Van Ruiten Coby's Zinfandel of Beef

This is a rich and hearty stew, perfect for the fall and winter months.  The secret is in the Van Ruiten Old Vine Zinfandel wine!

Servings: 6-8

Cook Time: 2 1/2 hours

Pair With: Van Ruiten's Old Vine Zinfandel

Source: Recipe and photo courtesy of Van Ruiten Family Winery


3 to 4 pounds boneless beef stew meat cut into cubes 1 1/2 to 2 inches
cooking oil
5 to 6 cups liquid (all Van Ruiten Zinfandel or a mixture such as 1 bottle of wine plus beef stock or broth)
2 or 3 large unpeeled cloves of garlic, smashed
2 cups canned, chopped tomatoes
1 bay leaf
1 teaspoon thyme
salt & pepper to taste
24 pearl onions (braised)
2/3 cup sliced carrots
12 halved small red potatoes
3 cups quartered sautéed mushrooms and cooking juices
3 tablespoons flour and 2 tablespoons softened butter blended to a paste, for the beurre manie


Preheat the oven to 325° F.

Dry the meat thoroughly—damp meat won't brown. Add a 1/4 inch of oil to the bottom of a Dutch oven and set over high heat. When hot, brown as many pieces of meat as will fit in one layer without crowding. Turn frequently to brown on all sides—3 to 5 minutes; remove and set aside until all meat is browned.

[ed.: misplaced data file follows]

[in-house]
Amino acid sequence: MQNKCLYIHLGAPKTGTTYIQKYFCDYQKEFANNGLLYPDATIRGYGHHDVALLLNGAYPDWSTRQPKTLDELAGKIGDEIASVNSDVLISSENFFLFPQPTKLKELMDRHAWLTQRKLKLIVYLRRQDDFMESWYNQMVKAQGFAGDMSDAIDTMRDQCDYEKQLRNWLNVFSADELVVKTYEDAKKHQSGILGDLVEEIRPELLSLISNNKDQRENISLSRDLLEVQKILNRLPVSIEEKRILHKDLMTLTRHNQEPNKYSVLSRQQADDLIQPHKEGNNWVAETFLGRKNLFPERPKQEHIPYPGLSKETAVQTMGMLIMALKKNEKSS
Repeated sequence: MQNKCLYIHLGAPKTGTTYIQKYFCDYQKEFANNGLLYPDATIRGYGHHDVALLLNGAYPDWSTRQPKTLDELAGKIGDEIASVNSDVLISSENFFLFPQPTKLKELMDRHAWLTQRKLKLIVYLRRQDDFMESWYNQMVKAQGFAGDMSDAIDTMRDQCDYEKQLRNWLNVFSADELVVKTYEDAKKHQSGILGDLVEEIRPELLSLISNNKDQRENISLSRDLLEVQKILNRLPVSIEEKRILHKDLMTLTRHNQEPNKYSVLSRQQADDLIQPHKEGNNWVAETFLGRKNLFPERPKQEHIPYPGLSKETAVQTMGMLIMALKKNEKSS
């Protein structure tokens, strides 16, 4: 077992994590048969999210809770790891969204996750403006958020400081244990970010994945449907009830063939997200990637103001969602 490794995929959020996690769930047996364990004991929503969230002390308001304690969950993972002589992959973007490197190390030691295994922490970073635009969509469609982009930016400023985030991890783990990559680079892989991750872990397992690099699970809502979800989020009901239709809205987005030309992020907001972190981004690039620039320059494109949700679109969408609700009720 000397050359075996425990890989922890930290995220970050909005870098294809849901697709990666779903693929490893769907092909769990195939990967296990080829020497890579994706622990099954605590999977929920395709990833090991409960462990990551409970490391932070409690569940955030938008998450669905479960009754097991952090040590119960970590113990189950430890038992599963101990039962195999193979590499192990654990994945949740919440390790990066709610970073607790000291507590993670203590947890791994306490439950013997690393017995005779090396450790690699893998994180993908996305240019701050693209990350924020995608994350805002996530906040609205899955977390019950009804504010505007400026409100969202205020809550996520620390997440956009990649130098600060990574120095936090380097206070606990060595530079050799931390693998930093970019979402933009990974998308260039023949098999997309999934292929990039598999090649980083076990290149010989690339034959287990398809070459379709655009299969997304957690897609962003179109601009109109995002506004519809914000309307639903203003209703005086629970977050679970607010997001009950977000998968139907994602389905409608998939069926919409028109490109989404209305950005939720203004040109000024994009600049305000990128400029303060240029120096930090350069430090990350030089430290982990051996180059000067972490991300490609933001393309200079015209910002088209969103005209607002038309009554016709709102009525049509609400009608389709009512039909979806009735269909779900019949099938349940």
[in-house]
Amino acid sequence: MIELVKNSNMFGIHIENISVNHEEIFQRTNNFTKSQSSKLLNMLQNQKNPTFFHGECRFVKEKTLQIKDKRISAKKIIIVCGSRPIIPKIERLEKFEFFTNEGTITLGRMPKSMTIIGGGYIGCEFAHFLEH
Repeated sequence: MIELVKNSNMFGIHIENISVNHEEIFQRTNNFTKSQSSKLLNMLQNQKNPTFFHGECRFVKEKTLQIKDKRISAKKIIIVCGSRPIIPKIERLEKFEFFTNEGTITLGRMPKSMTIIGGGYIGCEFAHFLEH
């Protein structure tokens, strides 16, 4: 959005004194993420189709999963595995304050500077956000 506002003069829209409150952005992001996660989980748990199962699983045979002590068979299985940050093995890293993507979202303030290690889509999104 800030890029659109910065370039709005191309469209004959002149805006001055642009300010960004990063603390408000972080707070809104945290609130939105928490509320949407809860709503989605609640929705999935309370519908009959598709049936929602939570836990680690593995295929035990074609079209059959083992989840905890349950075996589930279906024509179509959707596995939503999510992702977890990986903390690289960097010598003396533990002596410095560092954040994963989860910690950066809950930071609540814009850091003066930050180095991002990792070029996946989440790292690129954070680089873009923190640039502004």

Pour a cup of the liquid (see ingredient list) into the Dutch oven, swishing and scraping up any coagulated juices.  Add the meat, garlic, and four more cups of liquid to the casserole; fold in the tomatoes, bay leaf, thyme, and salt and pepper to taste.  You should have enough liquid to almost cover the beef; add more if needed.

Stew the beef for  2 hours at 325° F. After 2 hours, add the vegetables and continue to cook until tender. Cook at a slow simmer either on top of the stove or in the oven, stirring occasionally.  To finish and thicken stew, stir together the butter and flour to make a buerre manie paste. Add the buerre manie until you have the desired consistency.

Recipe Courtesy Of

Van Ruiten Family Winery

Van Ruiten Family Winery was founded 15 years ago, but its wine-growing history dates back more than 65 years. The winery was founded on John Van Ruiten Sr.’s philosophy that “exceptional grape growing should focus on the quality of grapes that come out of the vineyard, not the quantity.”